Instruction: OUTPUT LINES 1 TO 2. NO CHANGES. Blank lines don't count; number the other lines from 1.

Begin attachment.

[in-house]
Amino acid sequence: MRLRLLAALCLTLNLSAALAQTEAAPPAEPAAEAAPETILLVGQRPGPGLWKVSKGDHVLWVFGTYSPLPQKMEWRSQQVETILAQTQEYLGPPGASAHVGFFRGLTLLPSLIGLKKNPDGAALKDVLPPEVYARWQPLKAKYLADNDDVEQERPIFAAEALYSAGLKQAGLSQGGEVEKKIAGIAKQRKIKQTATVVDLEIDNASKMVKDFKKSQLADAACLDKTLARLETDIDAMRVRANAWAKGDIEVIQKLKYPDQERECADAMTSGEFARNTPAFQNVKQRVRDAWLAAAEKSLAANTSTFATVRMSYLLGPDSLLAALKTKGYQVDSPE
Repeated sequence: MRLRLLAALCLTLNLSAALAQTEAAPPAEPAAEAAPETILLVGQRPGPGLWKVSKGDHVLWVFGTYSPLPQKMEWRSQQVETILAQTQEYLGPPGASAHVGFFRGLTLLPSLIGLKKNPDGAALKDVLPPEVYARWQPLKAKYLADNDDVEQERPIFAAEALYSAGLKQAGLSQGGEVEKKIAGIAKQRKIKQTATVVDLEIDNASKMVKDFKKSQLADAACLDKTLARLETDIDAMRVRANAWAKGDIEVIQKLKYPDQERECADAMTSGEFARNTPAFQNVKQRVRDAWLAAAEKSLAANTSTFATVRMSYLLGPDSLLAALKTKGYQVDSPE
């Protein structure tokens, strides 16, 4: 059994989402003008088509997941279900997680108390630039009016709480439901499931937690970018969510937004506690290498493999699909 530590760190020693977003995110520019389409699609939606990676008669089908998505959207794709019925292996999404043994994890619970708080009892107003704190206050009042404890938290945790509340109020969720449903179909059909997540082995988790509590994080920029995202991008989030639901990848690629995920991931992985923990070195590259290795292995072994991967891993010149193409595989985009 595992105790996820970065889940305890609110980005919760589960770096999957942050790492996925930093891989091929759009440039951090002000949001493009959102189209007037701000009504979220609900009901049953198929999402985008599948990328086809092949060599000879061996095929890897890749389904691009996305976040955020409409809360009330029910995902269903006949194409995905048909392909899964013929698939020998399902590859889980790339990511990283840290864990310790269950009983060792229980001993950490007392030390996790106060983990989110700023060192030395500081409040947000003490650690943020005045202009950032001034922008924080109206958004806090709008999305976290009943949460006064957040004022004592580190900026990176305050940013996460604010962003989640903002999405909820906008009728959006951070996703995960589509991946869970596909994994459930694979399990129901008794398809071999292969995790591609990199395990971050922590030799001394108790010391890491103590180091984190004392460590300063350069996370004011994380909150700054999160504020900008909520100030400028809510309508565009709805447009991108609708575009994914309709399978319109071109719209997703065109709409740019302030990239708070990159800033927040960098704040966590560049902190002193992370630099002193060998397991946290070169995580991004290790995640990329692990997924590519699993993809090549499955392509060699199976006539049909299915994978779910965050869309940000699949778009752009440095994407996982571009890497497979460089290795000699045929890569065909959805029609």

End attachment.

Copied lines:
[in-house]
Amino acid sequence: MRLRLLAALCLTLNLSAALAQTEAAPPAEPAAEAAPETILLVGQRPGPGLWKVSKGDHVLWVFGTYSPLPQKMEWRSQQVETILAQTQEYLGPPGASAHVGFFRGLTLLPSLIGLKKNPDGAALKDVLPPEVYARWQPLKAKYLADNDDVEQERPIFAAEALYSAGLKQAGLSQGGEVEKKIAGIAKQRKIKQTATVVDLEIDNASKMVKDFKKSQLADAACLDKTLARLETDIDAMRVRANAWAKGDIEVIQKLKYPDQERECADAMTSGEFARNTPAFQNVKQRVRDAWLAAAEKSLAANTSTFATVRMSYLLGPDSLLAALKTKGYQVDSPE